that "corrupt the people and ravage the state" and argued that they
should be banned. Lebed advocated the development of Russia's
traditional established religions, naming Orthodoxy, Islam, and
Buddhism. He did not mention Judaism, although Russia has had a large
Jewish community for centuries. According to The New York Times of 28
June, Lebed interrupted a Cossack who was asking a question in a halting
manner and said "You say you are a Cossack; why do you speak like a
Jew?" -- Penny Morvant

...AND SEEKS MORE AUTHORITY OVER "SPECIAL SERVICES." The same day, Lebed
told ITAR-TASS that he will ask the president for more authority to
oversee the activities of the special services, including the Federal
Agency for Government Communications and Information (FAPSI) and the
Federal Security Service (FSB). As for the Foreign Intelligence Service,
which reports directly to the president, Lebed said he would ask Yeltsin
to carry out intelligence activities facilitating programs to enhance
Russia's "economic, information and ecological security," ORT reported.
He noted that he can only make recommendations to the president on these
matters. -- Laura Belin in Moscow

RUSSIANS, CHECHENS AGREE ON FURTHER PRISONER EXCHANGE. Meeting at the
Khankala military air base near Grozny on 27 June, the Russian and
Chechen working groups charged with implementing the 10 June peace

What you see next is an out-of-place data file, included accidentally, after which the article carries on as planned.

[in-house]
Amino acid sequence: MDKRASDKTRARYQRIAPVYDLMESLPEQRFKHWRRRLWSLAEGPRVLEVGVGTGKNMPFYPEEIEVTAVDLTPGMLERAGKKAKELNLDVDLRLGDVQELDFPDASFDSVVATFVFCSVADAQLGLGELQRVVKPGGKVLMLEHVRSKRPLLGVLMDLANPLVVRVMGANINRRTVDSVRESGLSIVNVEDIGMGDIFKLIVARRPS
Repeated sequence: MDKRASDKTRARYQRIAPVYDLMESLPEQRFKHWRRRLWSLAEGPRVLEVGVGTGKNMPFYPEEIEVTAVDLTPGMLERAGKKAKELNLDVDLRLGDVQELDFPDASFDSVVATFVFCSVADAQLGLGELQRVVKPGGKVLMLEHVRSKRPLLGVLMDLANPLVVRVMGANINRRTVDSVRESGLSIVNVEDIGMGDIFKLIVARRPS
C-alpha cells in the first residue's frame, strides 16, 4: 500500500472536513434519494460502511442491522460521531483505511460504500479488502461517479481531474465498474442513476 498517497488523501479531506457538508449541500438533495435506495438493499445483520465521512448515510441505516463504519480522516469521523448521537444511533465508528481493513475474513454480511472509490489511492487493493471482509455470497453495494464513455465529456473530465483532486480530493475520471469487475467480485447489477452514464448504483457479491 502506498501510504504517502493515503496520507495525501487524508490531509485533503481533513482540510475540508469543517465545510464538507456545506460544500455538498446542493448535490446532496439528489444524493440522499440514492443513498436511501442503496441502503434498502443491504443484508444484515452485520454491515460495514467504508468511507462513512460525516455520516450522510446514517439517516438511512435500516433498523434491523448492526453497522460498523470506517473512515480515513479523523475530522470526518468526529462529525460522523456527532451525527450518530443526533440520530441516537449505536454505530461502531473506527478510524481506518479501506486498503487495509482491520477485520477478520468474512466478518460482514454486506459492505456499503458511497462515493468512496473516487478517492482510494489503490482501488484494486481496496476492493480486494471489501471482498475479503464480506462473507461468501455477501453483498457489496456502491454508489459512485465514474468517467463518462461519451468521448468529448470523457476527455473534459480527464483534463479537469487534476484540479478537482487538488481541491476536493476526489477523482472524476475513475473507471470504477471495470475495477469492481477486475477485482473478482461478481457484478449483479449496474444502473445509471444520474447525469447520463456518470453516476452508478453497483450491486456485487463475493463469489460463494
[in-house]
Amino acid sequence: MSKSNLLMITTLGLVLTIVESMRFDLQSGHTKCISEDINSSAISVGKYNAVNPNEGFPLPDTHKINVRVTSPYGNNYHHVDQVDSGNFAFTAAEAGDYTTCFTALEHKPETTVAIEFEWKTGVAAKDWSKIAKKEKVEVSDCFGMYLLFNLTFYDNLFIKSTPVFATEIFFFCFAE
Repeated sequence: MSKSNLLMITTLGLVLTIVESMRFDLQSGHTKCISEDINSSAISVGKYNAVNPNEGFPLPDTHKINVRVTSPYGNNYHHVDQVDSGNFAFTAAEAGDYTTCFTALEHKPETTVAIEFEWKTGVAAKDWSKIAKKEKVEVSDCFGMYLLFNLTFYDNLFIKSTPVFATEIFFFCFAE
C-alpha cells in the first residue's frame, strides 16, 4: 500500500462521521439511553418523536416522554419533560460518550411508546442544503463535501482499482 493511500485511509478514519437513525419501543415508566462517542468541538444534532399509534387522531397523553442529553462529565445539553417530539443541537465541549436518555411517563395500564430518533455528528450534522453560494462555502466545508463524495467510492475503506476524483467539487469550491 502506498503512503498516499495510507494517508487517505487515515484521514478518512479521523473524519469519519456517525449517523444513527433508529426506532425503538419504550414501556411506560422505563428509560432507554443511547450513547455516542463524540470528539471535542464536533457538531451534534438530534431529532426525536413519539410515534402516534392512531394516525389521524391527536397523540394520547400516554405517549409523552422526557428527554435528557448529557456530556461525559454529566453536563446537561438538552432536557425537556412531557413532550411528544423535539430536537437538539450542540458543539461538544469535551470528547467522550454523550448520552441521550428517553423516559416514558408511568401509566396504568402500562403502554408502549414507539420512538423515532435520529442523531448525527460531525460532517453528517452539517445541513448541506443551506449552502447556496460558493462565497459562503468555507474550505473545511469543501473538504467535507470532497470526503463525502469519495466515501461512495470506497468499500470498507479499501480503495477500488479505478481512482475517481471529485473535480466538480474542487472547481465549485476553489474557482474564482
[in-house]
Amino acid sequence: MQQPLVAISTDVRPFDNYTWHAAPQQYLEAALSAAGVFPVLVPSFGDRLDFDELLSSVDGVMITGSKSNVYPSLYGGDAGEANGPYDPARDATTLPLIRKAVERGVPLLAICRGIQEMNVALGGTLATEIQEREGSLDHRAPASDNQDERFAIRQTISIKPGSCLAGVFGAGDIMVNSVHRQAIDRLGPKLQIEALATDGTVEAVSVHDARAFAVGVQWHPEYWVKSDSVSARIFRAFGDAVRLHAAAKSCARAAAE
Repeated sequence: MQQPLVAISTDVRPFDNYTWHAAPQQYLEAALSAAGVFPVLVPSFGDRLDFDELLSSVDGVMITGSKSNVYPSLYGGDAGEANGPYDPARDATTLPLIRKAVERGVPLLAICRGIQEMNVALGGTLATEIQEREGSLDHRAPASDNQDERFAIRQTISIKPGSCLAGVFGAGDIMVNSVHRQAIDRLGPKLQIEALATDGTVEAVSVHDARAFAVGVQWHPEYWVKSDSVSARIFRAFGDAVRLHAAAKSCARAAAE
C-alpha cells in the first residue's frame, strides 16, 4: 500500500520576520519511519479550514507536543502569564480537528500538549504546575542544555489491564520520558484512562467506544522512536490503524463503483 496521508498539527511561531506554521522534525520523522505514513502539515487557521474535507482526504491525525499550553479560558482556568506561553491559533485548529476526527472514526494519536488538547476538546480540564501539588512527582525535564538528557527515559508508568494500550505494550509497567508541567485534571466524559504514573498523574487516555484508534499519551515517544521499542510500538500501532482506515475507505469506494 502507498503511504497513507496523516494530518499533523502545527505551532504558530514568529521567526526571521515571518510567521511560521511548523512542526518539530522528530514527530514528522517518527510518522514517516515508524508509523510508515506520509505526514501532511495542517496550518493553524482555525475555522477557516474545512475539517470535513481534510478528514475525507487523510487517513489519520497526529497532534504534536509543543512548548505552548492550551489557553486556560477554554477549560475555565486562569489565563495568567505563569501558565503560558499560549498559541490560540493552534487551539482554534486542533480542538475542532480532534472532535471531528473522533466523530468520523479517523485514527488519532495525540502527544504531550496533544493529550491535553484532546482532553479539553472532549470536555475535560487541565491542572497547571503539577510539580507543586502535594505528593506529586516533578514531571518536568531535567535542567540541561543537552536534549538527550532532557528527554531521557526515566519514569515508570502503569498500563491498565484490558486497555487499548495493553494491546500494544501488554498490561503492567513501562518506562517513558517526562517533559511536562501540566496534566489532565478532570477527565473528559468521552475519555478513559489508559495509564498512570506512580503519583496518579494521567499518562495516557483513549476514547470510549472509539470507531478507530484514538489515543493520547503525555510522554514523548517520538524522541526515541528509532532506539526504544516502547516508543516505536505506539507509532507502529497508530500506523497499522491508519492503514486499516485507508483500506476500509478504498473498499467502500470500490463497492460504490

agreement exchanged lists of prisoners and agreed on an exchange of
corpses and of 13 more prisoners, NTV reported. The planned meeting
between the Russian federal delegation comprising Nationalities Minister
Vyacheslav Mikhailov, Vladimir Zorin and the secretary of the State
Commission for Regulating the Chechen Conflict, Sergei Stepashin, with
Chechen chief of staff Aslan Maskhadov failed to take place because of a
disagreement over the venue. The Russian side proposed meeeing in the
Ingush capital of Nazran, but the Chechens rejected this option on
security grounds, according to ORT. -- Liz Fuller

COUNCIL OF EUROPE ON CHECHNYA. Following a debate on the Chechen
conflict, the Parliamentary Assembly of the Council of Europe announced
that it will invite all parties to the conflict to its Strasbourg
headquarters in September for talks aimed at a peaceful settlement,
RFE/RL reported on 27 June. The talks were proposed by Hans Muehlemann,
the Swiss chair of a council committe which recently visited Chechnya. A
council delegation will soon travel to Moscow to prepare for the talks.
The session did not adopt any formal resolutions, but during the debate,
several speakers, including members of the Russian delegation,
criticized Russian policy. Nikolai Fedorov, President of Chuvashiya,
said the right of the Chechen people to self-determination should have